• Support and vote for equity-focused efforts to keep jobs and housing stable when “greening” projects are proposed in places susceptible to Green Gentrification - see the report and YouTube recording of “Greening Without Gentrification” here!
  • Support, follow, donate, or if possible, join Environmental Justice initiatives and organizations:
    • Outdoor Afro - connecting Black communities with nature, conservation, and leadership opportunities
    • Black Mental Wellness (IG: @blackmentalwellness, @sadorawellness) - wilderness therapist for families and Children of Color
    • Latino Outdoors - creating networks and opportunities for Latinx communities to share stories, culture, knowledge, and their heritage through engagement with the outdoors
    • Diversify Outdoors - organizing, blogging, raising awareness, and creating events for connecting and celebrating diversity in outdoor recreation
    • Deep South Center for Environmental Justice -  supporting and training communities impacted by pollution and climate change
    • Energy Action Coalition -  working with young people to secure just power, including electrical, economic, social and political
    • Indigenous Environmental Network - supporting Indigenous communities to protect land and natural resources
    • Movement Generation for Change  - ensuring a Just Transition in low-income and Communities of Color
    • There are many more environmental justice organizations across the nation and in California. Find your local organization!

3. ACT

  • Learn about, support, turn out, and vote vote vote for your local environmental justice initiatives. Use your vote and voice to let your representatives know that you care about environmental justice issues, and want them to support those initiatives.
  • Amplify and support the voices calling for environmental justice, on issues either in your area or across the nation.
  • Continue to recognize and learn about the history of the land around you. Use this helpful Native Land map tool to get started.
  • Remember that history only teaches one version of the story - continue educating yourself and those around you about environmental justice issues, especially those near where you live.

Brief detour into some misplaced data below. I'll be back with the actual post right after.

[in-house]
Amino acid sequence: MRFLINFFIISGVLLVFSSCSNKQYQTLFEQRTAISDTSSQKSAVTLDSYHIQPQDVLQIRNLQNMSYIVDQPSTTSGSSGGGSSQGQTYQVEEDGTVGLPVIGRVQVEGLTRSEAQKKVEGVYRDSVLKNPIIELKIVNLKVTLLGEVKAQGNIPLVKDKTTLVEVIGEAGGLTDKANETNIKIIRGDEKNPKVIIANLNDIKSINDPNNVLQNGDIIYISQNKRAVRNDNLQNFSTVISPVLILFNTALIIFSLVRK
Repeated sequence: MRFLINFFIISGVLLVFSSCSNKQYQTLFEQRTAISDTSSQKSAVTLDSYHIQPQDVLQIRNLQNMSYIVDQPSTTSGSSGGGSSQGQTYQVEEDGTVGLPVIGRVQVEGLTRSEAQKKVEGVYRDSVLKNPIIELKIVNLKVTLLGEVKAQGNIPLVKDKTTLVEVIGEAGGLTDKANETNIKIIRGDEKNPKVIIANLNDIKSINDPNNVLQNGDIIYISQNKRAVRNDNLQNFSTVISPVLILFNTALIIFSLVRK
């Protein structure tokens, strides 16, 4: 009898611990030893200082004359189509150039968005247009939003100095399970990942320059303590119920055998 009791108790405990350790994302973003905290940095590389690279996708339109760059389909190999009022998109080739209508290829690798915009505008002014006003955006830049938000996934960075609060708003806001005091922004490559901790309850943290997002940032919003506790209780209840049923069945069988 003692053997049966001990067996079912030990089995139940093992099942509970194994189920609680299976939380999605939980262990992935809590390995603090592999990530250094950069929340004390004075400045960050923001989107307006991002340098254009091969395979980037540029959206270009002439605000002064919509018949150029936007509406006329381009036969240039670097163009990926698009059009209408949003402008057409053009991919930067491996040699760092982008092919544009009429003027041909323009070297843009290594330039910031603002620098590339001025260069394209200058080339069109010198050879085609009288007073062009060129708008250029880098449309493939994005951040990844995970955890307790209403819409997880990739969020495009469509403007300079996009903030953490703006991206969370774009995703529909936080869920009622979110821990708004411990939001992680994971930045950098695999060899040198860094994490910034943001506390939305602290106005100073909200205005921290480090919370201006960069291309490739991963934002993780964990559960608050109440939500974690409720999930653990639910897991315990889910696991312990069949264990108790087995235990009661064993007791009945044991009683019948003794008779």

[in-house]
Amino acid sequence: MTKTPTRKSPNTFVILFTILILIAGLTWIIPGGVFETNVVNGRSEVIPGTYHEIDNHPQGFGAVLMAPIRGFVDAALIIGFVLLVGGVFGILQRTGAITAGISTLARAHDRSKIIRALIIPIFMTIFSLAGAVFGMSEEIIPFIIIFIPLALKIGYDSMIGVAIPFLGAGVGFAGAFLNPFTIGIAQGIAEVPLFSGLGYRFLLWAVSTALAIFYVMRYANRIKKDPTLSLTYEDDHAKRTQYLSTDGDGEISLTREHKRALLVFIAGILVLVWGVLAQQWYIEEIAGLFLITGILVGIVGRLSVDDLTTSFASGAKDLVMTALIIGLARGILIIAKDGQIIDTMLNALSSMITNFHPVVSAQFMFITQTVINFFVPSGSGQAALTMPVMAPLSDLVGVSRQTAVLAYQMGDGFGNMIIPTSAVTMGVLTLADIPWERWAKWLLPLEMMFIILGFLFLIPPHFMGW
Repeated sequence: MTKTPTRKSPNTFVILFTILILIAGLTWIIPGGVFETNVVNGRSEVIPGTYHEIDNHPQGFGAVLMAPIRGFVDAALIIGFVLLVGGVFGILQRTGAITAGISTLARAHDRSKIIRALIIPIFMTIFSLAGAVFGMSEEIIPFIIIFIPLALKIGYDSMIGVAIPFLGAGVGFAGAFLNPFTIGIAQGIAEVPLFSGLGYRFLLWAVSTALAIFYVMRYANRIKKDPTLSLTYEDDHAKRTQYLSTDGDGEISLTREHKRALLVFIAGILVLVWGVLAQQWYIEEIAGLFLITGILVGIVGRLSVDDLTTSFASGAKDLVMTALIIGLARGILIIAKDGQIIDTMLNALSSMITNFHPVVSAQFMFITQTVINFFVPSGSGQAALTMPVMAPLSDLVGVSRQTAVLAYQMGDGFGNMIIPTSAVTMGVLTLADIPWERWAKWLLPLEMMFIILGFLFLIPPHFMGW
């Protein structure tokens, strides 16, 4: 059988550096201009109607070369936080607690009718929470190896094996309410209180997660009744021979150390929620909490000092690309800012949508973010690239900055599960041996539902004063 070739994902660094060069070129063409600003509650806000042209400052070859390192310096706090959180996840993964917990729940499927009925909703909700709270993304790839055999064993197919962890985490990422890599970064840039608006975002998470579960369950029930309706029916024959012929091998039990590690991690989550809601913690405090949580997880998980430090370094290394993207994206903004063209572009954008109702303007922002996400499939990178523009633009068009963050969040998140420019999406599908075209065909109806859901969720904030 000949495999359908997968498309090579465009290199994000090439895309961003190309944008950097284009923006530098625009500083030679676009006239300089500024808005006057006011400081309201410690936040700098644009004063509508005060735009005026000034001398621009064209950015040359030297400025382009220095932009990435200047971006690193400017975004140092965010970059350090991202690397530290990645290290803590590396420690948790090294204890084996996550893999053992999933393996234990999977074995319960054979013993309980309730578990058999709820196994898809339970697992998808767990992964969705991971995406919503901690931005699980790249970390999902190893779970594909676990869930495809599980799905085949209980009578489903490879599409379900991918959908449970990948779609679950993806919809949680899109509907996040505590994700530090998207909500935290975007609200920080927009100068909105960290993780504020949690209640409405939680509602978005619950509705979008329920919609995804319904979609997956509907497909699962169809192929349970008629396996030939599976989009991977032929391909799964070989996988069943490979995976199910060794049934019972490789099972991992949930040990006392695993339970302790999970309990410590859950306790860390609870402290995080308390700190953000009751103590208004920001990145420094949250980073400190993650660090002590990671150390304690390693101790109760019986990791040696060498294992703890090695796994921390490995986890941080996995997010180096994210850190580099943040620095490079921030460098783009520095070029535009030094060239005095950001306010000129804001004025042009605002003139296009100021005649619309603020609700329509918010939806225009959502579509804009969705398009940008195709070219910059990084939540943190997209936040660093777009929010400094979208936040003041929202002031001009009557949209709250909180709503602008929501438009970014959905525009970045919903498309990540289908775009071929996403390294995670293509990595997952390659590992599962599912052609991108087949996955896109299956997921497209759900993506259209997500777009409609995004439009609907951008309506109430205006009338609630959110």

1. Shumaker, Susan. “Untold Stories From America's National Parks.” PBS, (2009), www.pbs.org/nationalparks/media/pdfs/tnp-abi-untold-stories-pt-01-segregation.pdf.

2. Jones, Miranda R et al. “Race/ethnicity, residential segregation, and exposure to ambient air pollution: the Multi-Ethnic Study of Atherosclerosis (MESA).” American journal of public health vol. 104,no. 11 (2014), pp. 2130-7. doi:10.2105/AJPH.2014.302135

3. Erqou, Sebhat, et al. “Particulate Matter Air Pollution and Racial Differences in Cardiovascular Disease Risk.” Arteriosclerosis, Thrombosis, and Vascular Biology, vol. 38, no. 4, (2018), pp. 935–942, doi:10.1161/atvbaha.117.310305.

4.McDonald, R.I., et al. “The Value of US Urban Tree Cover for Reducing Heat-Related Health Impacts and Electricity Consumption.” Ecosystems 23, pp. 137–150 (2020), https://doi.org/10.1007/s10021-019-00395-5.

5. Cushing L, et al. “Carbon trading, co-pollutants, and environmental equity: Evidence from California’s cap-and-trade program (2011–2015).” PLoS Med 15(7):e1002604 (2018), https://doi.org/10.1371/journal.pmed.1002604

6. Donovan, Geoffrey H. “Including Public-Health Benefits of Trees in Urban-Forestry Decision Making.” Urban Forestry & Urban Greening, vol. 22, (2017), pp. 120-123, doi: 10.1016/j.ufug.2017.02.010.

7. Taylor, Dorceta E. “The State of Diversity in Environmental Organizations: Mainstream NGOs Foundations Government Agencies.” Green 2.0, (2014), https://orgs.law.harvard.edu/els/files/2014/02/FullReport_Green2.0_FINALReducedSize.pdf

8. Rigolon, Alessandro, and Jeremy Németh. “Green Gentrification or ‘Just Green Enough’: Do Park Location, Size and Function Affect Whether a Place Gentrifies or Not?” Urban Studies, vol. 57, no. 2, (2019), pp. 402–420, doi:10.1177/0042098019849380.

9. Gonzalez, Jose. “Park Closures Have Unequal Costs.” High Country News, 16 Apr. 2020, www.hcn.org/issues/52.6/covid19-park-closures-have-unequal-costs.